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Thread: Water Tray Maintenance

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    NECPS Editor Radagast's Avatar
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    Water Tray Maintenance

    Hi Folks,

    As some of you may know I got my first CP's in April and they're doing fairly well. Plenty of light, water, good temps and decent humidity. I use the water tray method and had quite a shock this morning...

    I've done a lot of research and most places I've found say "clean the water tray every few months" to even "once or twice a year." This morning I was using my TDS meter to demonstrate to my fiancée that even a tiny bit of fertilizer increases the ppm of water by a ton! (She uses too much fertilizer to water our non-cp house plants haha). While I was making my point I dipped the TDS meter into my water tray and much to my surprise it read 170ppm!! I shrieked and yanked all the plants out, scrubbed the tray, refilled it and it now reads 1ppm.

    Is this a situation that happens to you folks from time to time? How often do you guys clean your water trays?

    Thanks!

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    TDS is very misleading, adding proper trace elements into water is good for most if not all plants. Just having a high TDS is not always an issue. I just checked my main flood/drain setup and the water I use for it is at 224 right now. The high TDS is from ferts and is not a concern, the original water was in the sub 50 range pre-ferts. Now tap water at 224 would be of great concern.

    In your example I'm assuming the raising TDS is from mineral build-up due to evaporated water and should be monitored like everything else to keep the numbers within reasonable ranges depending on the plants your growing. However, it could also be from medium breakdown or mineral build-up within the mediums both a much bigger issue.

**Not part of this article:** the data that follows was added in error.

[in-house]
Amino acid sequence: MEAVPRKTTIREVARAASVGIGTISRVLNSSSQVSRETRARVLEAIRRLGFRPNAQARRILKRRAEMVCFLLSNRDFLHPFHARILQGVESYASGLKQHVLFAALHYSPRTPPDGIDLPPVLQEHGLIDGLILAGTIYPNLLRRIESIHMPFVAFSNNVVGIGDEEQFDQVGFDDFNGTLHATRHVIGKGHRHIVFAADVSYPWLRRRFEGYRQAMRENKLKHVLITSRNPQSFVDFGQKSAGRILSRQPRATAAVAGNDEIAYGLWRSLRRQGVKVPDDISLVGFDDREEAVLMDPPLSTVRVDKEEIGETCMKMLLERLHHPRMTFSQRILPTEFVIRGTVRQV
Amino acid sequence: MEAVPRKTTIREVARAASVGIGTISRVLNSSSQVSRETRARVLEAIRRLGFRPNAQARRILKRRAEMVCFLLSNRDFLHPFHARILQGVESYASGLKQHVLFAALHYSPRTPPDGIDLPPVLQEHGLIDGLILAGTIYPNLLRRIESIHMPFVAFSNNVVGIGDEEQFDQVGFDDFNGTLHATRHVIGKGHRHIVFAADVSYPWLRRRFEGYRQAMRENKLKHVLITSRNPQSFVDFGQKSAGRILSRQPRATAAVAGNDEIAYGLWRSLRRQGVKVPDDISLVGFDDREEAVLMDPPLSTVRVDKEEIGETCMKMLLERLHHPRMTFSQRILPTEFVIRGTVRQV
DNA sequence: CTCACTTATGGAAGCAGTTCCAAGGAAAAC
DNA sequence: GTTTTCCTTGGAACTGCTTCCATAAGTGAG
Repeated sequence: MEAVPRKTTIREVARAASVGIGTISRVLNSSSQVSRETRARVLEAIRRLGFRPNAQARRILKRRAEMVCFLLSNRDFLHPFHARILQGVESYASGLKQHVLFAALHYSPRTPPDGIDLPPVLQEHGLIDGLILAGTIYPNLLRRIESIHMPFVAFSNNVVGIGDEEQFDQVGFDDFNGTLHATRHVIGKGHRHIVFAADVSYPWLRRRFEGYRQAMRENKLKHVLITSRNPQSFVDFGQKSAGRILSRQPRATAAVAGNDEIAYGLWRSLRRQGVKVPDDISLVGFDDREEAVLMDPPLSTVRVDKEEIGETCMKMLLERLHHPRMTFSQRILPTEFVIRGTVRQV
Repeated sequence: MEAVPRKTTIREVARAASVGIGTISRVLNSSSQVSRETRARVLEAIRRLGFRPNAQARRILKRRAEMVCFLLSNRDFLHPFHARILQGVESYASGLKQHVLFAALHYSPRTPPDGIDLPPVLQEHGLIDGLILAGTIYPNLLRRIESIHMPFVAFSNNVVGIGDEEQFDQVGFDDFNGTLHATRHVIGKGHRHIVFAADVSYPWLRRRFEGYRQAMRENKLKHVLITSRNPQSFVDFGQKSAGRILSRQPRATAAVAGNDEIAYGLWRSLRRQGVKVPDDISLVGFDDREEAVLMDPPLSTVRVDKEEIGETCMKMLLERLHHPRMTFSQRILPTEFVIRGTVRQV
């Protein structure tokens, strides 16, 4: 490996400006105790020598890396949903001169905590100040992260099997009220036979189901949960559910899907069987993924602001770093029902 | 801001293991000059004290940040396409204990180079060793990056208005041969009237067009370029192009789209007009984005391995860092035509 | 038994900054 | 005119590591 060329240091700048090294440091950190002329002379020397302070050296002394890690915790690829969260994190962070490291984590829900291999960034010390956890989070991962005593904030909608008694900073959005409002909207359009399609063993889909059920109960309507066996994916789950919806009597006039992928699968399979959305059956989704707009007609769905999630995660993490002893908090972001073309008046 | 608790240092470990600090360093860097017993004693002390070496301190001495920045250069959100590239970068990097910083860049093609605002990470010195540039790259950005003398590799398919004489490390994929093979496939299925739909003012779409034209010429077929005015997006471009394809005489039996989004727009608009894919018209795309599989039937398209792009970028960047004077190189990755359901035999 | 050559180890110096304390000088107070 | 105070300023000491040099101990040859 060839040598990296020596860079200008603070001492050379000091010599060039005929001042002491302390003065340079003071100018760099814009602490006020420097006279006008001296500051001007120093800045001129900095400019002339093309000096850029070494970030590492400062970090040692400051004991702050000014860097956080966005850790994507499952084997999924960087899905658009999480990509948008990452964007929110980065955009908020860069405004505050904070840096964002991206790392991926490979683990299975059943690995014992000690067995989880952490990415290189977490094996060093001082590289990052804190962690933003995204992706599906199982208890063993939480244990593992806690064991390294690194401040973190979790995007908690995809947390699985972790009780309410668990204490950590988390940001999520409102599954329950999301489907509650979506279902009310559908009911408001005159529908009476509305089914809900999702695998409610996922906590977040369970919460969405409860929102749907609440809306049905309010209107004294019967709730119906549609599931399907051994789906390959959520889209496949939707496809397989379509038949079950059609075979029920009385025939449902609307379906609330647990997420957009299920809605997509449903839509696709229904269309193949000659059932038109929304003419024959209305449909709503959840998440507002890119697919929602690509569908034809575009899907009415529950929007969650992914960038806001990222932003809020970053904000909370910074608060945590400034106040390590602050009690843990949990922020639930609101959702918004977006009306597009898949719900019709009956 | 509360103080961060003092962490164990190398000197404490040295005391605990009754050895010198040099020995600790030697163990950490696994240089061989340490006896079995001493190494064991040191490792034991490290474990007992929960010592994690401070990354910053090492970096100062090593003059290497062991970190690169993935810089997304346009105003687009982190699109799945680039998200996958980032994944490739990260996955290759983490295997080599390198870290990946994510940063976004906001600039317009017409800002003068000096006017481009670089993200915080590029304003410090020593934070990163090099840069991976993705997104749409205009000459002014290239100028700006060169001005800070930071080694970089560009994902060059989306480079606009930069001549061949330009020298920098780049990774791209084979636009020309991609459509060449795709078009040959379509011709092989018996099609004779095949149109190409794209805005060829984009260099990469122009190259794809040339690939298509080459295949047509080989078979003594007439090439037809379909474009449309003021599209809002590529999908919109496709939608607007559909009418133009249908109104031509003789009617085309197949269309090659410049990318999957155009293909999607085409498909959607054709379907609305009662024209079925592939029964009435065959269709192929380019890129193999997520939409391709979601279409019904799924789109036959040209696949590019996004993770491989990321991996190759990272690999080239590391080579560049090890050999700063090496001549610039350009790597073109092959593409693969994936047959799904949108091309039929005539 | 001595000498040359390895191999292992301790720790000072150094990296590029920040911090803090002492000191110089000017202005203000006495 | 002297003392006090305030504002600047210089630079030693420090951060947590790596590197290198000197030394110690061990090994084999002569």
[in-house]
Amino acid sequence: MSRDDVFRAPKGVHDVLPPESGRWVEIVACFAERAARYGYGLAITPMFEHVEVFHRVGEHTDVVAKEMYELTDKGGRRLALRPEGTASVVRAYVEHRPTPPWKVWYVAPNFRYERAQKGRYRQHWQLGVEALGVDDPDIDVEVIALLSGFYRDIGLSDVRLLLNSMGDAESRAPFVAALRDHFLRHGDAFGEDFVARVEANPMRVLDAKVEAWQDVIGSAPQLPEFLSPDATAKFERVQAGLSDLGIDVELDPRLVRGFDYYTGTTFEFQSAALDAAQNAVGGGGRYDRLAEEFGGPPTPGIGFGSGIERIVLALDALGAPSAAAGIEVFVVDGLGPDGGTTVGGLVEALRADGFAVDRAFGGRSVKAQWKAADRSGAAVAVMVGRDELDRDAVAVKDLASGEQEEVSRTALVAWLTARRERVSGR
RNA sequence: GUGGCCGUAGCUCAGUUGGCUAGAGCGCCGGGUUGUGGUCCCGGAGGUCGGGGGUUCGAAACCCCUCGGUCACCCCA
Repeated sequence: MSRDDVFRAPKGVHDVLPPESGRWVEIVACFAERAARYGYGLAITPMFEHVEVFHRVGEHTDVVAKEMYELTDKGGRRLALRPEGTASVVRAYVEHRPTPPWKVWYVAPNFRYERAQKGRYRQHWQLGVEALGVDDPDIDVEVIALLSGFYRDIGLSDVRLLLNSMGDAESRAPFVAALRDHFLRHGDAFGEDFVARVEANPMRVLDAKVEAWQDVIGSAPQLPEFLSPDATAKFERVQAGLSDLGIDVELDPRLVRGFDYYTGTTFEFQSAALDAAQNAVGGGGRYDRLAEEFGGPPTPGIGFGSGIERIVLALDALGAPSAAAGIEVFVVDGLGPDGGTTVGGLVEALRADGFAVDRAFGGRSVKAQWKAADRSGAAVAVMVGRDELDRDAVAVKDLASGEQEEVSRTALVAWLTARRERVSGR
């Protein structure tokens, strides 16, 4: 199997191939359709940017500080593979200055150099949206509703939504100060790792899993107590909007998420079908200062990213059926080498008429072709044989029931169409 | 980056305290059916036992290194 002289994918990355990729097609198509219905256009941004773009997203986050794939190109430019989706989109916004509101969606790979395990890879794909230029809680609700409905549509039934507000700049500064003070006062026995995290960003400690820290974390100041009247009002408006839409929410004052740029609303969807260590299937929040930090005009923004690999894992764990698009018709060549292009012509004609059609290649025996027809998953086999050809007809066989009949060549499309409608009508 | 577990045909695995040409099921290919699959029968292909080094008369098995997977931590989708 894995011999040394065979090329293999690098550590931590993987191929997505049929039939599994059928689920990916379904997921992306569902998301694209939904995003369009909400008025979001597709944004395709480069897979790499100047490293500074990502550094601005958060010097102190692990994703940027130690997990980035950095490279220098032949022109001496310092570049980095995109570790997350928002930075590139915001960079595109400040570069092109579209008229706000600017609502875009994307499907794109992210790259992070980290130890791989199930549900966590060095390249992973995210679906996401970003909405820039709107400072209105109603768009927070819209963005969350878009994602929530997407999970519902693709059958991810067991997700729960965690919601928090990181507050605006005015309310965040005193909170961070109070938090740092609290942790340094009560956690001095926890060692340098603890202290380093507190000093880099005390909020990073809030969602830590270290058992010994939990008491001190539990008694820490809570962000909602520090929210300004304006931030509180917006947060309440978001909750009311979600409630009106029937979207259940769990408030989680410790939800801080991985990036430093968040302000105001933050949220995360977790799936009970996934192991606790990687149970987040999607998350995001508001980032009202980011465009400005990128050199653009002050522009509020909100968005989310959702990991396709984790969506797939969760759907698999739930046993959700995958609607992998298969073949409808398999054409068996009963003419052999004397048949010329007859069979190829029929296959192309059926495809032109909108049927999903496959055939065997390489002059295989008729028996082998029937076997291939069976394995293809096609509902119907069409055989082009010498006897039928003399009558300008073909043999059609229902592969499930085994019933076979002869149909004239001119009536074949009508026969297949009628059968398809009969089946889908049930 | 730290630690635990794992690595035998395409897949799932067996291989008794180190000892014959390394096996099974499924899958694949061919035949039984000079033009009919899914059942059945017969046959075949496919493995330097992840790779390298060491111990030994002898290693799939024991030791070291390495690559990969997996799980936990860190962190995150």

TDS meters are great if used as a measuring tool within proper context. One example would be mixing 1/4ish strength ferts last month I measured the TDS before and after, 50 before 220 after. This is not a bad reading. Using the flood/drain setup as an example, since I know the starting TDS of the water I can use the TDS meter to monitor the amount of "top off water" I need to add to replace evaporated water and keep fert levels constant until I replace the batch.

    With all that said I do clean my water trays whenever they look like they need cleaning . I also have a lot of completely closed systems (think vivariums) that have been set up for years without ever having the base medium drained/cleaned/anything. Some of these are lightly fertilized every week for years without any effort to remove the excess mineral build-up.

    I have a 12" X 12" tank I'm growing Ceph leaf pulls up in and I'm running a test run with 100% Miracle Grow potting soil to root 4 Ceph leaves (1/4 has visible growth so far) and the TDS in there is OVER 500! And none of the other "rooted" Cephs is showing any signs of distress. I'd guess the really high TDS is simply a matter of the Ferts in the MG leaking into the tray. Or any of the junk in MG leaking out...

    Basically what I'm trying to convey is that high TDS is not always a problem, so long as you know what made the TDS high and those minerals are good/neutral for the plants your growing. All this goes out the window with rare or fussy plants as caution should always be taken with those.

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    NECPS Editor Radagast's Avatar